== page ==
Cancer is a widespread disease, affecting about 1 in 3 people in the United States1. A small subset of individuals faces higher odds: those with a genetic predisposition to cancer or a family history of cancer. To meet their specialized needs, the Froedtert & the Medical College of Wisconsin Cancer Network has established the Hereditary Cancer Risk Clinic.

“We started this clinic because of the increasing awareness of the role germlines — inherited mutations — play in cancer risk,” said Ann Maguire, MD, MPH, internal medicine physician and MCW faculty member. “We wanted to create a centralized medical home for patients to be carefully screened for multiple cancers.”

Patients Served at Hereditary Cancer Risk Clinic

The new clinic will serve three groups of patients:
•    Those with a known genetic risk factor
•    Those who do not have cancer but do have a family member with a genetic mutation
•    Those who are not aware of a germline mutation but have an extensive family history of cancer

Germline mutations are relatively rare, presenting in only about 10% of people with cancer. However, they raise the risk of developing more than one kind of cancer.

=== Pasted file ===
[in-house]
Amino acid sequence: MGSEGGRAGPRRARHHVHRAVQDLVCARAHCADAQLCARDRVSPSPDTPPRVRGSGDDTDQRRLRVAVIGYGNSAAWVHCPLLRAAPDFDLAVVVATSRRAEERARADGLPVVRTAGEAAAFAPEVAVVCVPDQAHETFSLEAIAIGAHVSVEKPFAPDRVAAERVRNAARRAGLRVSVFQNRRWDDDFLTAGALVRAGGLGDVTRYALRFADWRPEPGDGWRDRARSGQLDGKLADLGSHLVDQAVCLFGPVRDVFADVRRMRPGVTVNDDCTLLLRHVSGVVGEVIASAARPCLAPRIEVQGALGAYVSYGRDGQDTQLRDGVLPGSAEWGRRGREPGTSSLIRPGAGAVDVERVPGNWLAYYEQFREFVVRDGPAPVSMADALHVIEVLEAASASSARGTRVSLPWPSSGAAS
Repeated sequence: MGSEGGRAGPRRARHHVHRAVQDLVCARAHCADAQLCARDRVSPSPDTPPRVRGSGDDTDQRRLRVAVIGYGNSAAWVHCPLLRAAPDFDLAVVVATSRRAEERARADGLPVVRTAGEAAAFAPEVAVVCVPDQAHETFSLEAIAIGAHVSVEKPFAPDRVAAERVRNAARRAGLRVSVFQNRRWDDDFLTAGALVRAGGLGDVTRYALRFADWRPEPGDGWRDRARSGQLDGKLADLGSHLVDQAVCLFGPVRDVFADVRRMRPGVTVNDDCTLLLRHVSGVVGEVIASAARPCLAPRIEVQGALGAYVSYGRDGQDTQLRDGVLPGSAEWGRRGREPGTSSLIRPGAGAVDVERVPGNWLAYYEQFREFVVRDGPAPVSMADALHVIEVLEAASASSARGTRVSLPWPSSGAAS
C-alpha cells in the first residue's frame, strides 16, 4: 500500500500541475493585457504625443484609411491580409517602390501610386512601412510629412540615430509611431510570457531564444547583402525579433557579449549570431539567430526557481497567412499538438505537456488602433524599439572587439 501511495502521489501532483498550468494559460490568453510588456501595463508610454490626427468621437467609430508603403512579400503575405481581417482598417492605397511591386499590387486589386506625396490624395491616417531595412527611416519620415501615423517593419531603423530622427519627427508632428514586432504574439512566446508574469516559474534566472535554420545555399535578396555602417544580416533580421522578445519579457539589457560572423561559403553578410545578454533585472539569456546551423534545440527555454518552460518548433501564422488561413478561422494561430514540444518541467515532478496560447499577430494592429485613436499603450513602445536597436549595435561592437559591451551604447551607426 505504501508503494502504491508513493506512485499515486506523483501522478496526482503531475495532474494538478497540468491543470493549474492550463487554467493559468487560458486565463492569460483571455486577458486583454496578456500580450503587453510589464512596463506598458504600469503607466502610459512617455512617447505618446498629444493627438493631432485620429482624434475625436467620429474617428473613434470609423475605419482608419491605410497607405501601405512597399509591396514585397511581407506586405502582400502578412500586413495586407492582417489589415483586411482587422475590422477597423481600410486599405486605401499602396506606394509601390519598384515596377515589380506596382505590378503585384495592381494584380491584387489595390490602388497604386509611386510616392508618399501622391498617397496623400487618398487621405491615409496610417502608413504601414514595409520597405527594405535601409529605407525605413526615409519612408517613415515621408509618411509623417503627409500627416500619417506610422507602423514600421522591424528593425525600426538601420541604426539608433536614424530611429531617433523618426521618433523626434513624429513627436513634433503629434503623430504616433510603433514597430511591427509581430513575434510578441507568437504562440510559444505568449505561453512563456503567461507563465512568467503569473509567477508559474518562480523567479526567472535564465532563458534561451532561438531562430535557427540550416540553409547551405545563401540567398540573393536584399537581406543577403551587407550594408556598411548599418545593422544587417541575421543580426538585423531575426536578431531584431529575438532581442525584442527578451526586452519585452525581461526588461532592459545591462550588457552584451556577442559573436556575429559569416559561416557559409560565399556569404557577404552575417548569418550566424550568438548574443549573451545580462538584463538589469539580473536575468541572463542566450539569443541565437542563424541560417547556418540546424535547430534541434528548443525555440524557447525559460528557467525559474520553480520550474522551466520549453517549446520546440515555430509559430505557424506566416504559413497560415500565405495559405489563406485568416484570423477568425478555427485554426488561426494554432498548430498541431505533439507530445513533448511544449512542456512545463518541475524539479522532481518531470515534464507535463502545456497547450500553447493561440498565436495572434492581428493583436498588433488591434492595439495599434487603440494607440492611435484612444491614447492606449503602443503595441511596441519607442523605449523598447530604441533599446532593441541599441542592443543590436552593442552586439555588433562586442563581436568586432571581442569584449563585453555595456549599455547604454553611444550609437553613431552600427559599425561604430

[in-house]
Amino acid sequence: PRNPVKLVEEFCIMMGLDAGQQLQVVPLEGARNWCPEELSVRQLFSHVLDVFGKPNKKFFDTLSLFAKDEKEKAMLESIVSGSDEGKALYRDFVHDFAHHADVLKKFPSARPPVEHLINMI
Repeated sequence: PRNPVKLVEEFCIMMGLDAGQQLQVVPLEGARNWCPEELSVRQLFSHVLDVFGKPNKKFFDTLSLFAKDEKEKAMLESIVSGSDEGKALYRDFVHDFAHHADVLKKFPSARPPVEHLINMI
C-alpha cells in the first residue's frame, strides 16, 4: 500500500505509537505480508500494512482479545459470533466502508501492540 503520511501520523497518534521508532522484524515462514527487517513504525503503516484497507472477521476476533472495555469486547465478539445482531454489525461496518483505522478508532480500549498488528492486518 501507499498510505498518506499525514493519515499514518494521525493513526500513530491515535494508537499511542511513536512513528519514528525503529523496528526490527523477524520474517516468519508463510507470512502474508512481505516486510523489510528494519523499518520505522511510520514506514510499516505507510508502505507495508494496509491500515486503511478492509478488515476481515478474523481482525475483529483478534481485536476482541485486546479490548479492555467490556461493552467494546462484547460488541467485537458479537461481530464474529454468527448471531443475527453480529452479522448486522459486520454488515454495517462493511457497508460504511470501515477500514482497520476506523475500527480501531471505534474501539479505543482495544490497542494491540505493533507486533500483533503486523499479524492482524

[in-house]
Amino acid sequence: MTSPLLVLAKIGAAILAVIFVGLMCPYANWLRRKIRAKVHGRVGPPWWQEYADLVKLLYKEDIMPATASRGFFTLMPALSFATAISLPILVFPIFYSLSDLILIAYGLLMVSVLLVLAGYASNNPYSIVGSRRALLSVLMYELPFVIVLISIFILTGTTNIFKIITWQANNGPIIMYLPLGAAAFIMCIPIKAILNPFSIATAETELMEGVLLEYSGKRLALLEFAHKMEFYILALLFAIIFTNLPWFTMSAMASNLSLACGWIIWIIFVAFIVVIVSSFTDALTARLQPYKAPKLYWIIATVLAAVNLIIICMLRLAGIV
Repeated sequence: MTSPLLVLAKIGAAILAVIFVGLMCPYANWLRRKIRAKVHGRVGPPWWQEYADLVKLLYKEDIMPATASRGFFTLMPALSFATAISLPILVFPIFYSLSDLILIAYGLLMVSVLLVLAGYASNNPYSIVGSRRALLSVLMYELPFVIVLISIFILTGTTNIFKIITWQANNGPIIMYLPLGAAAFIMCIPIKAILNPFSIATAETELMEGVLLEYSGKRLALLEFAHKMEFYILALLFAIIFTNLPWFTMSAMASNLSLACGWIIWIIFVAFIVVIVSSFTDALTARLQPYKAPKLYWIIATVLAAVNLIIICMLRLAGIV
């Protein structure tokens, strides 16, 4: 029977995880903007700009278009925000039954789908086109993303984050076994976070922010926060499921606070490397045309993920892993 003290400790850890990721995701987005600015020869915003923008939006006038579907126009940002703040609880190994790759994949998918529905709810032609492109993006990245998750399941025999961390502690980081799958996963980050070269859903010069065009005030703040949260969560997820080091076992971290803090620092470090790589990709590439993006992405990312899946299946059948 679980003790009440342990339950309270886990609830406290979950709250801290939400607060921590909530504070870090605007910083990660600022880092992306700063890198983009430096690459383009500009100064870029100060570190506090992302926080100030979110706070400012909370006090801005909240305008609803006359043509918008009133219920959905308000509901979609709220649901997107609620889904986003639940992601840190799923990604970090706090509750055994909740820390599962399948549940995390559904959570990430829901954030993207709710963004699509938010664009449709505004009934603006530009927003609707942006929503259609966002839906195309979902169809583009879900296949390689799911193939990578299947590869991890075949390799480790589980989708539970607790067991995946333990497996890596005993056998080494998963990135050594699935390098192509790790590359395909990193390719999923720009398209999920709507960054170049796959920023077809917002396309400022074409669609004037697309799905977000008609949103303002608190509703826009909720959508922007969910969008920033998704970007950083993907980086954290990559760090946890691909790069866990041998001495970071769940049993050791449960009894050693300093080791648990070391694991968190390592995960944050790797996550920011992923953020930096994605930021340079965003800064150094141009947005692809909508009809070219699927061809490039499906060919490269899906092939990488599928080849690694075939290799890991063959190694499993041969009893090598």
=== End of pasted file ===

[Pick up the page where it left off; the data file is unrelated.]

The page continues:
Breast cancer development in a woman in her 30s, for example, is unusual at that early age, and testing might identify a genetic disorder for additional cancers,” Dr. Maguire said. “One mutation alone can increase the risk for ovarian and pancreatic cancers. Or, a man with a strong family history of breast cancer may inherit a gene that is not gender specific and places him at risk for breast, prostate and pancreatic cancers.” 

Cancer Care Resources Under One Roof

Under one roof, the Hereditary Cancer Risk Clinic brings together an array of resources for people at risk, including genetic testing and counseling, cancer screenings, diagnostic imaging and lab tests, preventive lifestyle modifications, medical therapies to reduce cancer risk and prophylactic surgeries. If a new cancer is detected, patients are referred to specialists within the Cancer Network for treatment.

“Our goal with the clinic is to improve survival and quality of life,” Dr. Maguire said. “If we know someone is at high risk, we can detect and treat cancer at an earlier stage. Knowing about and monitoring risks helps us work toward the patient’s best possible outcome for our patients and their families.”